This Week in Digital…

Joseph Fitzpatrick

This week in digital

A lot happens in digital during a week so every Friday we gather the most interesting, amusing and/or entertaining stories from the world of online marketing, ecommerce et al. in one place.

404 most used word online

404, fail and hashtag topped the Global Language Monitors list of the most commonly used words on the internet in 2013. The Popes Twitter handle @Pontifex also featured high in the Word of the Year list, while twerking was another notable inclusion (no doubt owing its appearance to Miley Cyrus).

Toxic politics was the top phrase of 2013 just pipping federal shutdown to the post and in keeping with the governmental theme NSA and Ed Snowden accounted for two of the top four names of the year. You can see the full lists here.

YouTube users not happy with Google

It’s safe to say that if Google+ was not owned and run by Google then it would have died a quick and anonymous death by now. However, the world’s most used search engine does happen to own Google+ and unsurprisingly they’re quite keen for us all to use it (chances are if you’ve got a gmail account you will have inadvertently created an account anyway).

Not suffice with dangling SEO benefits as a carrot to use the social channel, Google has now revamped YouTube’s comments section so that it is now tied to Google+. This has not gone down well with YouTube users, likewise the sites co-founder questioned the change in no uncertain terms.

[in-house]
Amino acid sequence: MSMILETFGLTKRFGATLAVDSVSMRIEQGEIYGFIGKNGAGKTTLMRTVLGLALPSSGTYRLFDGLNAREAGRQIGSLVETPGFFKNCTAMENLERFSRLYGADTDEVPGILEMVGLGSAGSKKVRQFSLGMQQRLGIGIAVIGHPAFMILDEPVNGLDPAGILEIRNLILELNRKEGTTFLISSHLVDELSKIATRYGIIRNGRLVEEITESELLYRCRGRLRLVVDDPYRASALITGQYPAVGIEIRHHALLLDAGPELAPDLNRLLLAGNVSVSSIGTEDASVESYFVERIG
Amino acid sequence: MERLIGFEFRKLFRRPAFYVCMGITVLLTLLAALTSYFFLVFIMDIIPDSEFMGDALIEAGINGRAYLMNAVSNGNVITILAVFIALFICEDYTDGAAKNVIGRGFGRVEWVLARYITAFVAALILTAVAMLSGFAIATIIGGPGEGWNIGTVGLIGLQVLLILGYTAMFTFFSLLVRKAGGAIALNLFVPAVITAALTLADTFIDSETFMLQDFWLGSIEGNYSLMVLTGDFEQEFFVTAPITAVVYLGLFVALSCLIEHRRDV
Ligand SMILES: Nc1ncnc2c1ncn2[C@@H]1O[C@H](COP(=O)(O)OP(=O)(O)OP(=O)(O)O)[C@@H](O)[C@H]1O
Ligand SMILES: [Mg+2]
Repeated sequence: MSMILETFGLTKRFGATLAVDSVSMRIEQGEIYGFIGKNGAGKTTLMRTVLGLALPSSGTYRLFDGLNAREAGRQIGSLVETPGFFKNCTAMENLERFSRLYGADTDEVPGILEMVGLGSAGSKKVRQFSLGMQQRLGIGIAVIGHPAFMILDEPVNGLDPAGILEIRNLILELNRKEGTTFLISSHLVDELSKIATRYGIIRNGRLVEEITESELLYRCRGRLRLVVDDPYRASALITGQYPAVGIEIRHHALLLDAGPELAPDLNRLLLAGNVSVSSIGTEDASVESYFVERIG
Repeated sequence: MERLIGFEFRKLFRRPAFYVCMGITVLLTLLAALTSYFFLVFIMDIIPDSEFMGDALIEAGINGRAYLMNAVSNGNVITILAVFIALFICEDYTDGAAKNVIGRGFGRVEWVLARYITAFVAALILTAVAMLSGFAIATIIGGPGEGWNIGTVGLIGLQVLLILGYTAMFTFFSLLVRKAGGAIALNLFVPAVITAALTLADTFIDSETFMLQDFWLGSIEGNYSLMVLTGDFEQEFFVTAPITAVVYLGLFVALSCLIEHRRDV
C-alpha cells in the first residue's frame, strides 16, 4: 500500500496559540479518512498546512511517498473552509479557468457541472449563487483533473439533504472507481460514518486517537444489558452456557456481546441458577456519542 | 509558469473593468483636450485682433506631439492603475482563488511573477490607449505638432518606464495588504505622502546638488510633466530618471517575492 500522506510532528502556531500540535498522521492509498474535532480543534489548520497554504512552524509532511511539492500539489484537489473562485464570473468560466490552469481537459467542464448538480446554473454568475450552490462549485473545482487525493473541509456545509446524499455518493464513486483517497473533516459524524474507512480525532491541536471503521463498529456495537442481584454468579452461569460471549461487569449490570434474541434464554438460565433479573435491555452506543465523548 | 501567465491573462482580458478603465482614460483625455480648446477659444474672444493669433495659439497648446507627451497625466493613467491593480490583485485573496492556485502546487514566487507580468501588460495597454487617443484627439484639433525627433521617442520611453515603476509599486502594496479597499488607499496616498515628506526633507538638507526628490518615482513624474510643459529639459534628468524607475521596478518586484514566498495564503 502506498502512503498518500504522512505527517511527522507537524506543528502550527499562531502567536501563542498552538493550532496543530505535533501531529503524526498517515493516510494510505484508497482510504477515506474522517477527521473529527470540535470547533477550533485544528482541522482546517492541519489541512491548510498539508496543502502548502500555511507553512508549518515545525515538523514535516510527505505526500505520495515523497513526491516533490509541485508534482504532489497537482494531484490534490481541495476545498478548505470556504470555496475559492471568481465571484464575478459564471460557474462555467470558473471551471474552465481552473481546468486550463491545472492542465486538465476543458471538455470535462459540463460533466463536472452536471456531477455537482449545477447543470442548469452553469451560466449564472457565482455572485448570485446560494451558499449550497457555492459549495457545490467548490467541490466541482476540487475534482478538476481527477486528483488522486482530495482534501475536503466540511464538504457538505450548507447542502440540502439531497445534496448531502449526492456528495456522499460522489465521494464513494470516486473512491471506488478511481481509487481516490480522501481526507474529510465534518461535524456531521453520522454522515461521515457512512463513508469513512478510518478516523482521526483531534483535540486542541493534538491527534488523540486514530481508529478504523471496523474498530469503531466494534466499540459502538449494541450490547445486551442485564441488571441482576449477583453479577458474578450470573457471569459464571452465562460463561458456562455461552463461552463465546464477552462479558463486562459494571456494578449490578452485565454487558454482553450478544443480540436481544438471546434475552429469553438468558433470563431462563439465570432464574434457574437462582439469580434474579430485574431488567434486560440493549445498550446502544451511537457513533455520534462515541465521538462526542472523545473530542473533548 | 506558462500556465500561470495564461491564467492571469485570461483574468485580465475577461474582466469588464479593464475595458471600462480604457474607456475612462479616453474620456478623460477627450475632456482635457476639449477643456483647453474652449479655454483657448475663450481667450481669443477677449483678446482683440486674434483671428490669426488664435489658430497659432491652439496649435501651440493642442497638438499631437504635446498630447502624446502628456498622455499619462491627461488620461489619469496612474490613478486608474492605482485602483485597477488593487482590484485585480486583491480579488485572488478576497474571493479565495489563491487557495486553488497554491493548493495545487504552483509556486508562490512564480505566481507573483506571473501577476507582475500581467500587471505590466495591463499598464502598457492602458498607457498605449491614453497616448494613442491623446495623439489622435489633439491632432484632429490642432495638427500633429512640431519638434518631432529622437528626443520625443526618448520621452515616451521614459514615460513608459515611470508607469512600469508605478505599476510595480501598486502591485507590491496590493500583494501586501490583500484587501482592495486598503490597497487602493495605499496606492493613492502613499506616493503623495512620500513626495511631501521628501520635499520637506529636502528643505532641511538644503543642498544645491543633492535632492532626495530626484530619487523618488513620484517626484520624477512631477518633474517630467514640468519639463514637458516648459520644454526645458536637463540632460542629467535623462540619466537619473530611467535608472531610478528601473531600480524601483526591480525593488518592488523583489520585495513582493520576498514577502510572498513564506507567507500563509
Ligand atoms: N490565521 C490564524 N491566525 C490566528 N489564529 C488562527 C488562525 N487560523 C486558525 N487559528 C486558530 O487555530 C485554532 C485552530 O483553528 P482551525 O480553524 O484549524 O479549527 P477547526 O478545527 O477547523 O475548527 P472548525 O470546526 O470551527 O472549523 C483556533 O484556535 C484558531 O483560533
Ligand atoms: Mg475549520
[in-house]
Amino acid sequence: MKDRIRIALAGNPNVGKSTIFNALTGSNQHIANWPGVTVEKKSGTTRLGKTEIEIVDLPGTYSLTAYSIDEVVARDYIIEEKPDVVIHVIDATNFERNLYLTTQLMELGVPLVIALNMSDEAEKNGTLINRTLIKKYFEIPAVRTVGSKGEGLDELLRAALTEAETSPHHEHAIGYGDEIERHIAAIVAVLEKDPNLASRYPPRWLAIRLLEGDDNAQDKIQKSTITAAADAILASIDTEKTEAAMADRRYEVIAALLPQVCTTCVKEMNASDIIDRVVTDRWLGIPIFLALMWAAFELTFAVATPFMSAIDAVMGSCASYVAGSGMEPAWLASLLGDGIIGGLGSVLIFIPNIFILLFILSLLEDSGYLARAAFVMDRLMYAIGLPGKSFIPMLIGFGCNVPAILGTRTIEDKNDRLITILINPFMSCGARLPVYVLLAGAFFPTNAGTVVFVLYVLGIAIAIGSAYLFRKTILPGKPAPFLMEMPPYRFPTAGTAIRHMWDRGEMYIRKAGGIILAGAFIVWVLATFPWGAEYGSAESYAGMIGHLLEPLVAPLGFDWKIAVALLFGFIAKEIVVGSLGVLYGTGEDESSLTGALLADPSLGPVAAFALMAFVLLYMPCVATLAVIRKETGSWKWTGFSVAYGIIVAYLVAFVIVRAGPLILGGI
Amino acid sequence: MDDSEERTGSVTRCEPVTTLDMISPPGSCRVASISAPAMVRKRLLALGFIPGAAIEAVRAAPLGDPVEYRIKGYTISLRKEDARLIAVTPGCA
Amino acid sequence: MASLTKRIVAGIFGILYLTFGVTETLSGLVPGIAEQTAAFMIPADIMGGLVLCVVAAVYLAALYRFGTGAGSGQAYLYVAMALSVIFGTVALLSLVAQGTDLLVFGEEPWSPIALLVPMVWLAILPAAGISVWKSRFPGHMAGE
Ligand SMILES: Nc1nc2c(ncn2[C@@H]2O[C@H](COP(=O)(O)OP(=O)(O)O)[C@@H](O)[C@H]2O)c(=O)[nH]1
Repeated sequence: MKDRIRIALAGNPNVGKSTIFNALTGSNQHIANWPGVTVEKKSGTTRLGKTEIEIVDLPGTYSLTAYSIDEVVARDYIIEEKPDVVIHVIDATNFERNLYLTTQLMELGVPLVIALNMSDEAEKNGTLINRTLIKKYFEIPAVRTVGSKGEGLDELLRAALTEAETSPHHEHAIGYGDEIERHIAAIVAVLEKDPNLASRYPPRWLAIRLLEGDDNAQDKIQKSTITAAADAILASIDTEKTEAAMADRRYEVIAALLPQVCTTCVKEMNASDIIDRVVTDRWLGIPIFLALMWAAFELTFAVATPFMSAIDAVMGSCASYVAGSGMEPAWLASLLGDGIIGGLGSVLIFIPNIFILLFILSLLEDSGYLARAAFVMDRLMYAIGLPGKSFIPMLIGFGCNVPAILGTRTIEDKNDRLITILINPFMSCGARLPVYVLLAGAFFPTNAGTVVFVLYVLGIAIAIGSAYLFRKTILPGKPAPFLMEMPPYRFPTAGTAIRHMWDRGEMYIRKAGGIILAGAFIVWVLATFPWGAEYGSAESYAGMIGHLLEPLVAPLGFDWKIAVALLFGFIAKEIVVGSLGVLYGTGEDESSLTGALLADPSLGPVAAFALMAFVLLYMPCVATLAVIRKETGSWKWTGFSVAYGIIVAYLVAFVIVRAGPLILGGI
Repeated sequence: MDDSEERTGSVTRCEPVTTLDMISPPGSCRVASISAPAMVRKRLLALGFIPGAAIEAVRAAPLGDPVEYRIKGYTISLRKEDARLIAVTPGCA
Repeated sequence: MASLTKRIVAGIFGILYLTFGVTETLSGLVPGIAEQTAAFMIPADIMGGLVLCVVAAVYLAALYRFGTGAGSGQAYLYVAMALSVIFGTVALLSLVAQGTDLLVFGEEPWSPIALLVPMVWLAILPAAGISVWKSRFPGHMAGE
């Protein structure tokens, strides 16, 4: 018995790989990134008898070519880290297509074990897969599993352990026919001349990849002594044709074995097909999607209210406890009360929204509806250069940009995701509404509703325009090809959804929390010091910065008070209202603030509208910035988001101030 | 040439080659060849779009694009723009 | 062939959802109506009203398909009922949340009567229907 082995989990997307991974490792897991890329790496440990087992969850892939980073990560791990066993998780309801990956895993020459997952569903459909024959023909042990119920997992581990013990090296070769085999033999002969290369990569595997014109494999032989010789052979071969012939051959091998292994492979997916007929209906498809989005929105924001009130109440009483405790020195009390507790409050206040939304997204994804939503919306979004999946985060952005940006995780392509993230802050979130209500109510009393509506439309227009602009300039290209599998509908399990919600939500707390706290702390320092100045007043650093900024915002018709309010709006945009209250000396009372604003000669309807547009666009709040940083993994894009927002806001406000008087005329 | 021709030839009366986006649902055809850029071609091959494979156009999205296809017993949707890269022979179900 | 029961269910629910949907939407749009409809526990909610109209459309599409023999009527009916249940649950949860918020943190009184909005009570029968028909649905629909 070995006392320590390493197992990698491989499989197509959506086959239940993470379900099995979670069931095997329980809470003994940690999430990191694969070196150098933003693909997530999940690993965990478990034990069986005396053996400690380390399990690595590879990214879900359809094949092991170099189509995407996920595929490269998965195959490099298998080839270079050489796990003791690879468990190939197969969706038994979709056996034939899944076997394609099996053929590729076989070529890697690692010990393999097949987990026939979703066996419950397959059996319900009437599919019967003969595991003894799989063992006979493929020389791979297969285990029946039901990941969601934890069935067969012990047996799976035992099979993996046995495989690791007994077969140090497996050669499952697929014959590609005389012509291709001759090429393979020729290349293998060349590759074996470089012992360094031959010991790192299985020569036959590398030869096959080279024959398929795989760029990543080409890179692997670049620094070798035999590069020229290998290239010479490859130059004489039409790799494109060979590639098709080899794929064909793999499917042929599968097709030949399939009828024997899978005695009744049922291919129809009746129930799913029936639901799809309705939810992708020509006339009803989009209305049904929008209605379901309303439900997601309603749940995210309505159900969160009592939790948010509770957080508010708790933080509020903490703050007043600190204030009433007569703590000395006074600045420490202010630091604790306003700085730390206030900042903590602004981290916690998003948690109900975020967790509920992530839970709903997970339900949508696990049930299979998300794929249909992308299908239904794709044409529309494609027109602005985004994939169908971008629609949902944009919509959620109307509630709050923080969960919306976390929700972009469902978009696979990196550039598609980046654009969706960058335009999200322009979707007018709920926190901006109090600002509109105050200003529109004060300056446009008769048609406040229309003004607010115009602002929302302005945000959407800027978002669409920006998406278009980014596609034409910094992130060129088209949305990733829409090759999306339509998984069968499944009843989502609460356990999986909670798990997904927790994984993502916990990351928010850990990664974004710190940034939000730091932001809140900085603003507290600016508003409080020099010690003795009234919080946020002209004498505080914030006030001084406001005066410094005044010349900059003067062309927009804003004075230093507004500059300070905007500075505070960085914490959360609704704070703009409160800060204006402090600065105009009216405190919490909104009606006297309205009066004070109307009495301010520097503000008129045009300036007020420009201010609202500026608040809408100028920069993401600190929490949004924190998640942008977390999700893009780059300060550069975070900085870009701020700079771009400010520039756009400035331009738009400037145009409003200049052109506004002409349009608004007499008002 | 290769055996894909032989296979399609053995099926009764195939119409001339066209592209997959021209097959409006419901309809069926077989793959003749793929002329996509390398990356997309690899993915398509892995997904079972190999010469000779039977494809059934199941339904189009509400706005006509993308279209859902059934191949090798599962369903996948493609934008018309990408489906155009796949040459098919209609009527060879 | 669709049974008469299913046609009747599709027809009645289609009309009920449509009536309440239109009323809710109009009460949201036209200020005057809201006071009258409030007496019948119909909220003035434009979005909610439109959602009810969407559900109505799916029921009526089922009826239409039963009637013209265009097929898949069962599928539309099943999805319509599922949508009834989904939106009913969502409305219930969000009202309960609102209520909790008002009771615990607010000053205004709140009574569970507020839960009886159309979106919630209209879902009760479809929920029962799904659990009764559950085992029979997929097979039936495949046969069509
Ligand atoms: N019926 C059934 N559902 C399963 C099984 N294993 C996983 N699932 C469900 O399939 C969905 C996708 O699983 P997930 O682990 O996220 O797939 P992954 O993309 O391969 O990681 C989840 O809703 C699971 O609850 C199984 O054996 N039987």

Matt Cutts comments on comments

Googles Head of Webspam Matt Cutts published a video this week where he discusses the question of spam comments on blogs. In it he advises users to publish comments under their real name, as using a company name makes the exercise appear commercial. He also pours cold water on those who rely on blog comments for their link building strategy. Watch the full video below: anyone?

In what appears to be the tech-giant equivalent of cleaning out the back of the sofa and finding a collection of pound coins, Yahoo! has stumbled across a list of domain names that it now plans to auction off for several million dollars.

The domains include, and and are on sale for between $10,000 and $99,000. It’s not all good news for Yahoo! though as the latest comScore search engine user figures for October show a rise for Bing at their expense.

And finally…

The Conservative Party scored a PR own goal when Computer Weekly this week revealed that the Tories had deleted a decade of speeches from their website and also the main internet library. Google has filed a patent for an electronic skin tattoo complete with embedded lie-detector. Self-deleting image messaging firm Snapchat turned down a $3billion approach from Facebook, despite having never posted a profit. And finally, check out this Twitter conversation between Tesco, Jaffa Cakes and several other well-known brands – it all gets out of hand pretty quickly.